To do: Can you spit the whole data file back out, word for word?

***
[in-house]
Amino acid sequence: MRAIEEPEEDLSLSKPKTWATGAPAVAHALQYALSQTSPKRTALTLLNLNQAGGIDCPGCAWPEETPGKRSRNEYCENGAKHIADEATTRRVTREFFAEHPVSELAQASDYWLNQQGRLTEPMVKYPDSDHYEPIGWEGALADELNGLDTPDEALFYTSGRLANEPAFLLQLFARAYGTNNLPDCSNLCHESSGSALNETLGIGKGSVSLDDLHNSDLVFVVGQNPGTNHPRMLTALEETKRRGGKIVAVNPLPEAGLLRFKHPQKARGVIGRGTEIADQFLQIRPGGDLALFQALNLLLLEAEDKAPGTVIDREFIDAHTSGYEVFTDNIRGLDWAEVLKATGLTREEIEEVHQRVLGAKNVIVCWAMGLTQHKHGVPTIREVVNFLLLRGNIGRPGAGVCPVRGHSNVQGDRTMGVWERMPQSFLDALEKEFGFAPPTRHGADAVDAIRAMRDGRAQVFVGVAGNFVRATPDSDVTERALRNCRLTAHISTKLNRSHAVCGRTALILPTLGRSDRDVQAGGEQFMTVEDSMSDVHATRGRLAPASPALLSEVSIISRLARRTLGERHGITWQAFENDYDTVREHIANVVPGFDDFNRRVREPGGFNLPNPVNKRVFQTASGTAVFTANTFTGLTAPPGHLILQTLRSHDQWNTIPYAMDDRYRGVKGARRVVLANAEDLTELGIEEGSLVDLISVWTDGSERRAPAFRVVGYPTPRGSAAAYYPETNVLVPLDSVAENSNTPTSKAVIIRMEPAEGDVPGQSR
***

[in-house]
Amino acid sequence: MRAIEEPEEDLSLSKPKTWATGAPAVAHALQYALSQTSPKRTALTLLNLNQAGGIDCPGCAWPEETPGKRSRNEYCENGAKHIADEATTRRVTREFFAEHPVSELAQASDYWLNQQGRLTEPMVKYPDSDHYEPIGWEGALADELNGLDTPDEALFYTSGRLANEPAFLLQLFARAYGTNNLPDCSNLCHESSGSALNETLGIGKGSVSLDDLHNSDLVFVVGQNPGTNHPRMLTALEETKRRGGKIVAVNPLPEAGLLRFKHPQKARGVIGRGTEIADQFLQIRPGGDLALFQALNLLLLEAEDKAPGTVIDREFIDAHTSGYEVFTDNIRGLDWAEVLKATGLTREEIEEVHQRVLGAKNVIVCWAMGLTQHKHGVPTIREVVNFLLLRGNIGRPGAGVCPVRGHSNVQGDRTMGVWERMPQSFLDALEKEFGFAPPTRHGADAVDAIRAMRDGRAQVFVGVAGNFVRATPDSDVTERALRNCRLTAHISTKLNRSHAVCGRTALILPTLGRSDRDVQAGGEQFMTVEDSMSDVHATRGRLAPASPALLSEVSIISRLARRTLGERHGITWQAFENDYDTVREHIANVVPGFDDFNRRVREPGGFNLPNPVNKRVFQTASGTAVFTANTFTGLTAPPGHLILQTLRSHDQWNTIPYAMDDRYRGVKGARRVVLANAEDLTELGIEEGSLVDLISVWTDGSERRAPAFRVVGYPTPRGSAAAYYPETNVLVPLDSVAENSNTPTSKAVIIRMEPAEGDVPGQSR